From USA Today
Earlier this year, McKinsey & Co. published a survey of 1,400 managers revealing that female executives are just as ambitious as men. The survey found that79% of all mid- or senior-level women say they “have the desire to reach a top-management position,” similar to 81% of men.
The press went wild. “Career Drive Equal for Men and Women,” said the Business News Dailyheadline. “Study finds executive women are just as, if not more, ambitious than men,” said The Washington Post. The newspaper quotes a breathless McKinsey executive saying she was “so flabbergasted” by the finding. This isn’t news. It has been shown before and mirrors my experience teaching at the Massachusetts Institute of Technology.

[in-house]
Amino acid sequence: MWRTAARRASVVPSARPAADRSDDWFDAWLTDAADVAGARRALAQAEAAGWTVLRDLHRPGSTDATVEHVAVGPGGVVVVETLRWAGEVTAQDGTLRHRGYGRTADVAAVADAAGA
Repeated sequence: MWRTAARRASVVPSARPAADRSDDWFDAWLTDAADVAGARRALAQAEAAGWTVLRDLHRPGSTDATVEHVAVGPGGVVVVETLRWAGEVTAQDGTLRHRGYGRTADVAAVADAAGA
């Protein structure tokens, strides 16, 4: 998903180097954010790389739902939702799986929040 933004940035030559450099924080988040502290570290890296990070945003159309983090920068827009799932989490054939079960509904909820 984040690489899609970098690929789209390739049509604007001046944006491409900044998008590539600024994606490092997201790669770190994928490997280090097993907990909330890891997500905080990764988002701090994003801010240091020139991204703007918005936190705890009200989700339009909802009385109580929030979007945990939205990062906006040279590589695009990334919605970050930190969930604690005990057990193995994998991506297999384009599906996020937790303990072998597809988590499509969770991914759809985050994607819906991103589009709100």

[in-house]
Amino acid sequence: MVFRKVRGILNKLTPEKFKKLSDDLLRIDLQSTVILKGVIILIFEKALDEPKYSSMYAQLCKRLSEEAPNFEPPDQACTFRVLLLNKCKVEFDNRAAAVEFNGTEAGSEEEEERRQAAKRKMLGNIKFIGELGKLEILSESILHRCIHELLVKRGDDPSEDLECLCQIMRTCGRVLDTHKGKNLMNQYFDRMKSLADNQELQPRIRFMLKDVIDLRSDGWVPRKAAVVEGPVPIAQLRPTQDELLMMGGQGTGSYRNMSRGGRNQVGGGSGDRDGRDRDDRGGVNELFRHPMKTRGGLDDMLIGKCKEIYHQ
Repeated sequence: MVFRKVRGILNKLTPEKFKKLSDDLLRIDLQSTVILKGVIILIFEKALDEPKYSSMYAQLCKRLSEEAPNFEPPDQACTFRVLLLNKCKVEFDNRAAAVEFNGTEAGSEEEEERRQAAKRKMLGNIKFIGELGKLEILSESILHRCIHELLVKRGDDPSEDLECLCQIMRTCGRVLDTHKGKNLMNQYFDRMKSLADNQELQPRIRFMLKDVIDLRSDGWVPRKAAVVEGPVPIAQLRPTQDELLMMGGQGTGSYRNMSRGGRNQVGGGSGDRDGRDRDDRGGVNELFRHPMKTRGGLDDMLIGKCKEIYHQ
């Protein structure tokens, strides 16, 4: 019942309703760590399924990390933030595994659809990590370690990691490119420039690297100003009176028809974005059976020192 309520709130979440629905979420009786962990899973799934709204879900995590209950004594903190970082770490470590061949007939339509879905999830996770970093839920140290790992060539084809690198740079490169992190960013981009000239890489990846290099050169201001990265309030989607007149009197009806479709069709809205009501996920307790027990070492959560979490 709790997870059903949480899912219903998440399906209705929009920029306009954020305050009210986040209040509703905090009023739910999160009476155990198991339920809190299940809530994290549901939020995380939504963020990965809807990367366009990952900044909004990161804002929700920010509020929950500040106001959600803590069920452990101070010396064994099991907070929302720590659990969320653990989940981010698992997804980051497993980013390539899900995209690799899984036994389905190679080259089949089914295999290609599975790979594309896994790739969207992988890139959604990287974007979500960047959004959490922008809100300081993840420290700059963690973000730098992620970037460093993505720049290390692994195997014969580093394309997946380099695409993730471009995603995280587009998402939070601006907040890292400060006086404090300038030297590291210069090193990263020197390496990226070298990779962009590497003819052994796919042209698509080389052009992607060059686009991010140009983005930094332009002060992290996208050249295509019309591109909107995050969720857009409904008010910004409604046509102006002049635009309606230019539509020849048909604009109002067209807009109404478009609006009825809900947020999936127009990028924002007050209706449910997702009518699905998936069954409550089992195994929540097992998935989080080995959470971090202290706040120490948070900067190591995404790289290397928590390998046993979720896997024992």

But that ambition masks another reality: Fewer women than men feel confident they will make it to the top of their companies. The survey found that 69% of senior women are confident they will reach such a management position, compared with 83% of men. One reason: Corporate cultures that assume employees are always available and judges them harshly if they’re not. McKinsey calls it the “anytime, anywhere” performance standard.
Read the full post at USA Today.
Lotte Bailyn is a professor emerita at the MIT Sloan School of Management.